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Cover image for A moose for Jessica
A moose for Jessica
1st ed.
Publication Information:
New York : E.P. Dutton, ©1987.
Physical Description:
63 unnumbered pages : color illustrations ; 28 cm
Describes the behavior of a wild bull moose who moved onto a farm in Vermont and developed an attachment for one of the cows there.
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Describes the behavior of a wild bull moose who moved onto a farm in Vermont and developed an attachment for one of the cows there.

Reviews 4

School Library Journal Review

Gr 2-6 One October morning in 1986 a bull moose wandered out of the Vermont woods into a pasture where three beef cattle browsed. Two cows ran off immediately while the third stood her ground. Her reward was, for the next 76 days, the constant and thorough attention bestowed on her by the gentle but confused moose. The saga of the ``love-sick moose'' (as he was to be termed by national and international press) is well told in this photographic essay. The text weaves the natural history of moose into the story of the unusual ``courtship'' between species. It also tells the story of the people who became involved: the visited farmer's support and defense of the wild animal and the human response to the rare event. The text, based on the farmer's log, is supplemented by over 50 quality, full-color photographs. A book that is funny and touching, and full of reverence for nature. Catherine Wood, Shelburne Museum, Vt. (c) Copyright 2010. Library Journals LLC, a wholly owned subsidiary of Media Source, Inc. No redistribution permitted.

Publisher's Weekly Review

An engrossing account of the 76-day visit of a moose to the Carrara farm, but one that occasionally is bogged down by a detail-laden text. One day last fall the Carraras spotted a moose on their property. Ignoring them, the moose was in search of a mate. He chose Jessica, one of their cows, and lingered at the farm for a couple of months before shedding his antlers and heading off to his winter location. Over 70,000 people came to the Carrara farm to see the lovers, who were the focus of national media attention. This true story includes general information about the eating, sleeping, mating and wanderings of the moose, but it could have been a little more taut in the telling; the impact of the tale is diluted. However, this remains an entertaining story of a real romance between a Vermont family and a surprising autumn visitor. All ages. (October) (c) Copyright PWxyz, LLC. All rights reserved

Kirkus Review

The true story of the extraordinary three-month visit of a moose to a cow on a Vermont farm, with marvelous color photos by the cow's owner. The moose arrived on a misty October morning, and almost immediately began hanging around the surprised Hereford, giving her affectionate nuzzles. Public interest grew as his stay lengthened--the state game warden checked out the situation, deciding that the moose was healthy (in particular, he did not have the brainworms that may cause bizarre behavior in these animals), and there were more than 70,000 sightseers altogether. Carrara kept commercialism at a minimum, although he did have a few T-shirts and bumper stickers made up for souvenirs; he also decided, even though the moose had become progressively more friendly, never to touch him, respecting his wildness. When the giant antlers fell on schedule in January, the moose disappeared--at least for that year. The straightforward, low-key narrative gives enough of the natural history of the moose to answer questions that arise, and allows the poignant if tenuous relationship of man and beast, as well as cow and moose, to shine through without overdramatization. Unique, fascinating, and delightful. Copyright ©Kirkus Reviews, used with permission.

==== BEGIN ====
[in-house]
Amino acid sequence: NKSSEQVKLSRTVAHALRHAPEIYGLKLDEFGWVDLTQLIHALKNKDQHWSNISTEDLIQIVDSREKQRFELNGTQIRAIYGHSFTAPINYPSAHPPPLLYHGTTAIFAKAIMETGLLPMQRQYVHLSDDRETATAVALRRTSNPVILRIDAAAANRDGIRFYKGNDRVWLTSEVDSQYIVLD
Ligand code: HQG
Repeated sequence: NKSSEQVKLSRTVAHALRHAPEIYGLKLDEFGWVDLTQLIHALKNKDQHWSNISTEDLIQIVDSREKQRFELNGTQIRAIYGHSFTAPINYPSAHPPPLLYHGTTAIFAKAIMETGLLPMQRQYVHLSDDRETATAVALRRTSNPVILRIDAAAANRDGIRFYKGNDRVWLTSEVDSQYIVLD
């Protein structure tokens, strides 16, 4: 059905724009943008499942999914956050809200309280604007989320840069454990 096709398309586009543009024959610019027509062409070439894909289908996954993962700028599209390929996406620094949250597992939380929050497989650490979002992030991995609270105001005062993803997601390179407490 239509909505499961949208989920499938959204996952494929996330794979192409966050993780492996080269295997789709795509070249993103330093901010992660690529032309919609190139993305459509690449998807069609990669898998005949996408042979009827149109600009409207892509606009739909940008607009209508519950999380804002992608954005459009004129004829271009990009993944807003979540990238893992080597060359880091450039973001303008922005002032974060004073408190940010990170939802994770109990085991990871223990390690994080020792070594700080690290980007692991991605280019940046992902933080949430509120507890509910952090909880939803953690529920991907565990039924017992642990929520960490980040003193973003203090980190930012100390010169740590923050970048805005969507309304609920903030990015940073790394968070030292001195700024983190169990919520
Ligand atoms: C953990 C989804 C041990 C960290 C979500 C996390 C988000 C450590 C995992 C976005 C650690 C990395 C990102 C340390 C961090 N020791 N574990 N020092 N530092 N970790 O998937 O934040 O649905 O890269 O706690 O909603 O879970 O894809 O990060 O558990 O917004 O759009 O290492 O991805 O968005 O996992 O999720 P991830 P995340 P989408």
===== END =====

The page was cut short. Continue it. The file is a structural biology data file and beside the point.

Booklist Review

Gr. 4-9, younger for reading aloud. Last year the world was amazed and delighted by a story coming over the news wires: a moose in Shrewsbury, Vermont, had apparently fallen in love with a cow on Carrara's farm and for 76 days came a-courtin'. Through Wakefield's text and Carrara's full-color photographs, readers will learn the whole story of the relationship that began one October morning when the bull moose strolled out of the woods during mating season and spotted Jessica, the Hereford cow. This not only plots the romance, but it also discusses the bond that developed between Carrara and his visitors and gives in-depth details about the habits of moose. Covered as well is the worldwide interest on one Saturday 4,000 people came to see the moose, a total of more than 70,000 people visited the farm, and the Carraras received letters from all over the world, some addressed only to ``The Farmer and the Moose'' or ``Jessica and Bullwinkle.'' Because this is so packed with information on moose (some, on mating habits, is quite explicit), the book will be a useful source for reports rather than just a memoir of an odd event. Carrara's photos are professional, capturing all the touching moments. IC. 599.73'57 Moose [CIP] 87-13663